How to use Poetry as an Aid to Pronunciation

Using poetry as an aid to pronuciation takes little experience and you don’t need any materials to explore strategies when you say words as in pronunciation and enunciation. Enunciate means to pronounce a word clearly so that the listener will understand what you are saying. For example, everyone has a special name, they want you to pronounce their name as they like it in some cases. In poetry, the names can be creatively spoken based on your mood or how you want to express yourself in that particular poem. If you’re talking about a human or an animal, you can practice creative ways to say the names to give the human or animal character. As spellings can be challenging they are not critically mispronounced if poetry is the resource.

Actors use many strategies for imitating a poetic verse as they perform their roles on stage. The purpose I think for poetry is to develop a personality for the word or words in the poem that are being analyzed by the listener. So if you recite or pronounce the poem, you want to make it entertaining. To do this pronunciation must have a freeway so the poet can illustrate this by their unique interpretation of the spoken word.

Poetry, rhythm, syncopation, and timing are aids for the momentum of the poetry. The listener must feel a vibe fromm what they hear so you must be able to get their attention by using other interesting ways to collaborate within the emotions.

Look at the letters in your name. How do you pronounce your name? The simplest name could be pronounced many ways. To look at the letters in your name may not be the same way your would pronounce your name in a poem. Just as you say your name, words in poems can be pronounced depending on the rhythm or mood you want to develop for your audience or yourself.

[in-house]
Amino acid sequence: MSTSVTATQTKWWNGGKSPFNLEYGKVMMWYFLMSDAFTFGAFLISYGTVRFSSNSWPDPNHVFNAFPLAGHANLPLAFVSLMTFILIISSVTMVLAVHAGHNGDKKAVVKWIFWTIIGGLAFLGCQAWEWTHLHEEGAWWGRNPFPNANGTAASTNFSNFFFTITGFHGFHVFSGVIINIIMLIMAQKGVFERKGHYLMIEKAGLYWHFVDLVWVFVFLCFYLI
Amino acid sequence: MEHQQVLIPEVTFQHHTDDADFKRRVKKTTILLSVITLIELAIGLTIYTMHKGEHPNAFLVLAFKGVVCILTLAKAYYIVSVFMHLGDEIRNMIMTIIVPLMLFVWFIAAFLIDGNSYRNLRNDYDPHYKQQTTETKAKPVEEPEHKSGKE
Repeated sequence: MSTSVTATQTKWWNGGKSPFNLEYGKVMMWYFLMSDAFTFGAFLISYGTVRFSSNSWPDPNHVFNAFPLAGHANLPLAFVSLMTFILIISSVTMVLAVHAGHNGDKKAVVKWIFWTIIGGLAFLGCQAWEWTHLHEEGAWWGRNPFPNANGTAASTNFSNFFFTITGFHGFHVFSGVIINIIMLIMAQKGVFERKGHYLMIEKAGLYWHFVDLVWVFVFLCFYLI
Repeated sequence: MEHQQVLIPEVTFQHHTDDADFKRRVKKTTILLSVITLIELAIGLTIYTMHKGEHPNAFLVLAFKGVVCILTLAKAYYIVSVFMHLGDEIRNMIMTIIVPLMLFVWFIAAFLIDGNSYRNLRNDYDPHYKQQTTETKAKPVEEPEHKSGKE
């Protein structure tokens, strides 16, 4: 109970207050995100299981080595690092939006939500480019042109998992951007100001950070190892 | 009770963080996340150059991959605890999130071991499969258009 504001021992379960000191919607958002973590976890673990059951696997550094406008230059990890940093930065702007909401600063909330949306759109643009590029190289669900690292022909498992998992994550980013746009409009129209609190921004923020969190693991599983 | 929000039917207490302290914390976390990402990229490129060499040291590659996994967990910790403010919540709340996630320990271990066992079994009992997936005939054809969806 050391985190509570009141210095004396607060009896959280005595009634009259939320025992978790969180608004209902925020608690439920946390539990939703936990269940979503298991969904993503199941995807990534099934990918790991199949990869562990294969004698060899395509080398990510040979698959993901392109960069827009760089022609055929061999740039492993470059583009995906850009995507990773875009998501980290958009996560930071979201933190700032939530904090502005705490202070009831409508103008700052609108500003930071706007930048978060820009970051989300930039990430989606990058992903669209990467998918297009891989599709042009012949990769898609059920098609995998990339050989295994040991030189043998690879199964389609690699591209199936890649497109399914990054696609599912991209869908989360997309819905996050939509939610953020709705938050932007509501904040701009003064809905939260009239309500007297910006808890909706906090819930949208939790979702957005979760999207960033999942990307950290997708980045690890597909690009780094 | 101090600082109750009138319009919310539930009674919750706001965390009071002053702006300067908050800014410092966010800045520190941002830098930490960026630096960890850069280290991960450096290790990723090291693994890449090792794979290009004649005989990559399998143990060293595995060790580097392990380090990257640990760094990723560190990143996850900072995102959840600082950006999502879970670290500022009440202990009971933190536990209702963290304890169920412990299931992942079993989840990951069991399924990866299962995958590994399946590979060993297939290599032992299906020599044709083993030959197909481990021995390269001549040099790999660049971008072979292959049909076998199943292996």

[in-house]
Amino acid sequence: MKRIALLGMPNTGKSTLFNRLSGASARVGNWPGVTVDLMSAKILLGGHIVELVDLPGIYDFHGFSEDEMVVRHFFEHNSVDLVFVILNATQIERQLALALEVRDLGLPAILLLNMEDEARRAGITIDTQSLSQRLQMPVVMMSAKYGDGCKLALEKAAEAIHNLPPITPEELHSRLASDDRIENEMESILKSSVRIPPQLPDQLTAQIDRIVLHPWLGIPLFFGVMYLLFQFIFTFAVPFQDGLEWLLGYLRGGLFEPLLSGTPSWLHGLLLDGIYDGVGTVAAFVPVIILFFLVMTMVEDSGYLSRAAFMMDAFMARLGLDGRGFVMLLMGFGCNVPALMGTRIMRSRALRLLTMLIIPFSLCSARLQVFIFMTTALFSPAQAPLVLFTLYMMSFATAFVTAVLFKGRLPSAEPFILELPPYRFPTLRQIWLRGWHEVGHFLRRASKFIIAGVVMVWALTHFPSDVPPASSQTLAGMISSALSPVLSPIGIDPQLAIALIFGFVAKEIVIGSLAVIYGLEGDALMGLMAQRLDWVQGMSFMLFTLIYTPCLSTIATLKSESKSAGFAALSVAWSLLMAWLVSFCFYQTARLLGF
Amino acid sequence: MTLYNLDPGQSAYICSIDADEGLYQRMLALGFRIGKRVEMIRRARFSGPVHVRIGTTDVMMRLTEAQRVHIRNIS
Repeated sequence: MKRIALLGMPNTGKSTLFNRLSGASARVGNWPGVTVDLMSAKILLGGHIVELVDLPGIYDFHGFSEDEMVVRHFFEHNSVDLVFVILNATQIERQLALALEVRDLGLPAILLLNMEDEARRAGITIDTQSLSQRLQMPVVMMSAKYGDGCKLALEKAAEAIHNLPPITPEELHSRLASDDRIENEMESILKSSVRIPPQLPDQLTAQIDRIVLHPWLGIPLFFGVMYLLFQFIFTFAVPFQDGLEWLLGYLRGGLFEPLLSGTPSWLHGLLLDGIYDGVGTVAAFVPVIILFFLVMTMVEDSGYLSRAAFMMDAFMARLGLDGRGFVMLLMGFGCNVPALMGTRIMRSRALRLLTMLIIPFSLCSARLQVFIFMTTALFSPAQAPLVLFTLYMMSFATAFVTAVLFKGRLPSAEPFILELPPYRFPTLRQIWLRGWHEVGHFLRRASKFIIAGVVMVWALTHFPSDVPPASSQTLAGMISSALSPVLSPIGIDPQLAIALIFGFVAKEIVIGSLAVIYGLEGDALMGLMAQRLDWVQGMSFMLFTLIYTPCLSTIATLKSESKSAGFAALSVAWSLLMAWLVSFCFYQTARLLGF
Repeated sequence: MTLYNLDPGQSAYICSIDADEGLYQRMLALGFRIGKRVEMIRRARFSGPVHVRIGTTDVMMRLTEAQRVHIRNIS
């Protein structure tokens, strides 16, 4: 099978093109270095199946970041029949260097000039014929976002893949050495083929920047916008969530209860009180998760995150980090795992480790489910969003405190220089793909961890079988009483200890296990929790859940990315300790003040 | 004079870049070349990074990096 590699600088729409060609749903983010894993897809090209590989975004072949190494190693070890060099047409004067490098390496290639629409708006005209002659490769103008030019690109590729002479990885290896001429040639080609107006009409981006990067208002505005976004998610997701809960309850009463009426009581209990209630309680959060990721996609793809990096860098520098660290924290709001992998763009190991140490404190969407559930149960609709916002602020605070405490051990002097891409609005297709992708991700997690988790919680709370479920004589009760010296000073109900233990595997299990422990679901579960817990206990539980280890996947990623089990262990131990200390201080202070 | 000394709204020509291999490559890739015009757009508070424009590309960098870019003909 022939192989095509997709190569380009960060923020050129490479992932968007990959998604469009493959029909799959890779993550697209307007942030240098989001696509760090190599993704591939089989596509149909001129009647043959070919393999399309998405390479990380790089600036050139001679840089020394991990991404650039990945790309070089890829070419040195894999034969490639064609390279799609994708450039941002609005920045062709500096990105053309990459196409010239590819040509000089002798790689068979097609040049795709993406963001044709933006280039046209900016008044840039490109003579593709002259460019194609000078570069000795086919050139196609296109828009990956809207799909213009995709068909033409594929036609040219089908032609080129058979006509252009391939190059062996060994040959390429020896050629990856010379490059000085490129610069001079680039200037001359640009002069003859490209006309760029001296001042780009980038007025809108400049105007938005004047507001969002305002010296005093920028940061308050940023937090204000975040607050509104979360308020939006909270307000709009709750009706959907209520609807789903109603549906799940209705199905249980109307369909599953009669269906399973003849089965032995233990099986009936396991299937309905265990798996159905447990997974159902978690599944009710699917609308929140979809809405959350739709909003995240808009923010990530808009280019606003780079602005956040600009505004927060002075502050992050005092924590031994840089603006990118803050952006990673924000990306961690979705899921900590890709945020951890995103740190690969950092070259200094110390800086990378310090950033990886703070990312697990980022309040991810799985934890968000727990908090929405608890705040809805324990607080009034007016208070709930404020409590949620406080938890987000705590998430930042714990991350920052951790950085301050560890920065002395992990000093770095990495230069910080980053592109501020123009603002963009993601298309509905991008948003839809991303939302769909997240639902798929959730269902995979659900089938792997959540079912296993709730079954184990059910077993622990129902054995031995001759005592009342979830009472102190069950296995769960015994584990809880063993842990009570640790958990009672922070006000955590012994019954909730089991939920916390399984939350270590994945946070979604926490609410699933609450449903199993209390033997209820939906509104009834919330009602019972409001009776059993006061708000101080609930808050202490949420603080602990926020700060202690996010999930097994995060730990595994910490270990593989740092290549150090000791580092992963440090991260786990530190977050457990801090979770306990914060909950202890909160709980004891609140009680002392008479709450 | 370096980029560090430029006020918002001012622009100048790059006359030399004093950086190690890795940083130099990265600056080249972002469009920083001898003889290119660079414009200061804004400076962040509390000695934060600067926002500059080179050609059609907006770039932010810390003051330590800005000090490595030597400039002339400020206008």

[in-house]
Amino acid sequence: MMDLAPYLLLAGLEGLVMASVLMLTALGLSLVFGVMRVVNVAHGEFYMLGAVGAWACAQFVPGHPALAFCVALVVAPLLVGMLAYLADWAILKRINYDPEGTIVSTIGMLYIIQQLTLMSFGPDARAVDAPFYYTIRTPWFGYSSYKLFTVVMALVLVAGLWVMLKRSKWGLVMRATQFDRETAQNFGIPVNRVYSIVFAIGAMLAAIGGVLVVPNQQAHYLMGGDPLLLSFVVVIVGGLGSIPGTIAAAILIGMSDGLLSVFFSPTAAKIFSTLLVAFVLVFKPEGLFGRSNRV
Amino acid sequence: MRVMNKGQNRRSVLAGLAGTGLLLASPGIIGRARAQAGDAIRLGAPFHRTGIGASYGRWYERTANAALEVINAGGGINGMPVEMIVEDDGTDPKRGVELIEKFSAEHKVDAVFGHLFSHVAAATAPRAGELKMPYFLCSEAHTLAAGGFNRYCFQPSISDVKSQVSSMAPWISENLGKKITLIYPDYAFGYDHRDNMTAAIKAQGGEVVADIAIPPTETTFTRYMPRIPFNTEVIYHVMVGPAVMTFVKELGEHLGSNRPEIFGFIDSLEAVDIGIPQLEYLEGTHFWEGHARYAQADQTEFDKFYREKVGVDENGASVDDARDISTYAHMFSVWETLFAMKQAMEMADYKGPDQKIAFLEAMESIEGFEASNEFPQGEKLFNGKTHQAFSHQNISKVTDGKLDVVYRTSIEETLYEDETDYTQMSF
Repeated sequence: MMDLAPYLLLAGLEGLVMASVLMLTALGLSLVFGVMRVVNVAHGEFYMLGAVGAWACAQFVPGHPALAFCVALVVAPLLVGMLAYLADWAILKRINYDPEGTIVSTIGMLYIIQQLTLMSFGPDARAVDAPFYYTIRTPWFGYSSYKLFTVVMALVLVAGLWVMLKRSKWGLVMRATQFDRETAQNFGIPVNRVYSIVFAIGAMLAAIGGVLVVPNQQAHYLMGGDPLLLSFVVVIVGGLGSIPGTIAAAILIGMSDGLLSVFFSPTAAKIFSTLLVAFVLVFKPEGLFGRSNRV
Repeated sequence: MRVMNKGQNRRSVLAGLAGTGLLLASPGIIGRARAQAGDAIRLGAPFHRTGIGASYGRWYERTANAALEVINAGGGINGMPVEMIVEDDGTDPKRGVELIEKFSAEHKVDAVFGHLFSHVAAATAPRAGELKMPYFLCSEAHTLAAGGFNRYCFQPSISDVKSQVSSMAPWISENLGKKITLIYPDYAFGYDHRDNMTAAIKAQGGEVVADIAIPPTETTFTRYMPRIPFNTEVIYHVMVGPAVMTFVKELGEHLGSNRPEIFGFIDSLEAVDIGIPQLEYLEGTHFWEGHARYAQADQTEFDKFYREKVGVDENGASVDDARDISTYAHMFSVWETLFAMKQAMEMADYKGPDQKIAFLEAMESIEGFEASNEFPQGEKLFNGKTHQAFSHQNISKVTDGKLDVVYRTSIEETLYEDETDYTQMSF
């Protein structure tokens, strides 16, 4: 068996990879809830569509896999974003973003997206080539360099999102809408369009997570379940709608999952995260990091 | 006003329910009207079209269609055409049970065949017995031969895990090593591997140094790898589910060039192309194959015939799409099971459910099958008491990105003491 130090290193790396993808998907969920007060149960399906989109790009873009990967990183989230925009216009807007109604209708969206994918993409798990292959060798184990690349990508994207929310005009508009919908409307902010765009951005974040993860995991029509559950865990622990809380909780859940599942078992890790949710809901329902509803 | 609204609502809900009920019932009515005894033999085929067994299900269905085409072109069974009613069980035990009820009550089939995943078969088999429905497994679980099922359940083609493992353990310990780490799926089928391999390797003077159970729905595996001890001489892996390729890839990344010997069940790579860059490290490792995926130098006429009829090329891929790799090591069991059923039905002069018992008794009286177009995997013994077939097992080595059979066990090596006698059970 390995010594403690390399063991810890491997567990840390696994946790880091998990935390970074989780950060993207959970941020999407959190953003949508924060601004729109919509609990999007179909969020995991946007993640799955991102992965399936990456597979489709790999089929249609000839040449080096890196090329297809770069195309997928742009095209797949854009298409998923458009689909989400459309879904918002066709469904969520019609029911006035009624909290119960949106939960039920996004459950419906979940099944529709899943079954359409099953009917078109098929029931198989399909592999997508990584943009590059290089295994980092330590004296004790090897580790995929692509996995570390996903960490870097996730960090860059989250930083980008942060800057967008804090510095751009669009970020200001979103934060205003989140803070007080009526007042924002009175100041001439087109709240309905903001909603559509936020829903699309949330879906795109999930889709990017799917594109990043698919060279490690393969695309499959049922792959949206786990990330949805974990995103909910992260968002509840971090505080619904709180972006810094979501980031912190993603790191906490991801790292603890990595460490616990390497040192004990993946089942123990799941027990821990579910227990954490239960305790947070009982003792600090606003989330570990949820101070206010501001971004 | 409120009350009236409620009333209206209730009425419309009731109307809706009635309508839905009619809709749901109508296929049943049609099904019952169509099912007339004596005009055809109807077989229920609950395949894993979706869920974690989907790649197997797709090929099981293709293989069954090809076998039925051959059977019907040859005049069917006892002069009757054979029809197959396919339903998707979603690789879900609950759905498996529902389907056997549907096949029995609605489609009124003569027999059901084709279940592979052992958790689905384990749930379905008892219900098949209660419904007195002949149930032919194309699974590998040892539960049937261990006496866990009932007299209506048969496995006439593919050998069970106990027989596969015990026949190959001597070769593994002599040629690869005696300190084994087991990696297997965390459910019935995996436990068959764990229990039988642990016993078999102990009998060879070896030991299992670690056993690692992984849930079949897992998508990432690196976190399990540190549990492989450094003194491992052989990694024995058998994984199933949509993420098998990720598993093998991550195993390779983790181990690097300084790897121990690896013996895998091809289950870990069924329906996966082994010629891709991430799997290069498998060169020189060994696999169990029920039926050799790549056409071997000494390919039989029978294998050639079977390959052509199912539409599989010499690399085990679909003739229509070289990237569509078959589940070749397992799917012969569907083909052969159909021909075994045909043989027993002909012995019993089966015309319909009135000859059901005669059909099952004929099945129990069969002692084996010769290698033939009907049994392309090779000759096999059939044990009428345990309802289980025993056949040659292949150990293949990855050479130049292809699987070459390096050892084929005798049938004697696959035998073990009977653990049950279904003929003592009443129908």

Keeping your mind open to create words and say words in their various forms will be the most useful tool. You can start with isolated words, just words from the top of your head as if you were brainstorming on a theme, a feeling, or an emotion. Poems do not have to rhyme to be poems. The lines in poems do not have to be but a mere selection of words. If you analyze song lyrics you will see that the rules of English do not apply. The poet can recite their poem as it is their own creation. It’s for the reason that audiences appreciate the versality of poets who take their time to say what they have to say to get their poem heard. The interesting part of using poetry as an aid to pronunciation is that one poem and the words in the poem can be said in different ways. Dialects are sometimes associated with styles of pronouncing words, places, feelings, and emotions. When poets take their time and think of words to create a poem, they have alot to think about in the timing of the delivery where pronunciation carries on beyond your imagination.

Depending on where you live or how you say things in your region shows the geographical license to create. For example where I am, the word Eiffel Tower is pronounced I full tow wer. I was told by a flight attendance who travels to Paris that the correct pronunciation is eff ful tow wer. Smith Smythe and other words that are in the list of words we find controversial are either tools for us to see that if you’re in Paris it is pronounced Pair ree with the “s” being silent. In the English language words have their own meanings, spellings, and unique pronunciations.

The word “Theater” is spelled “t-h-e-a-t-r-e and also t-h-e-a-t-e-r and pronounced in various ways.

Listen to the poets. Try a poem yourself and depending on the mood you are in, poetry speaks for itself, an aid to pronounce your way!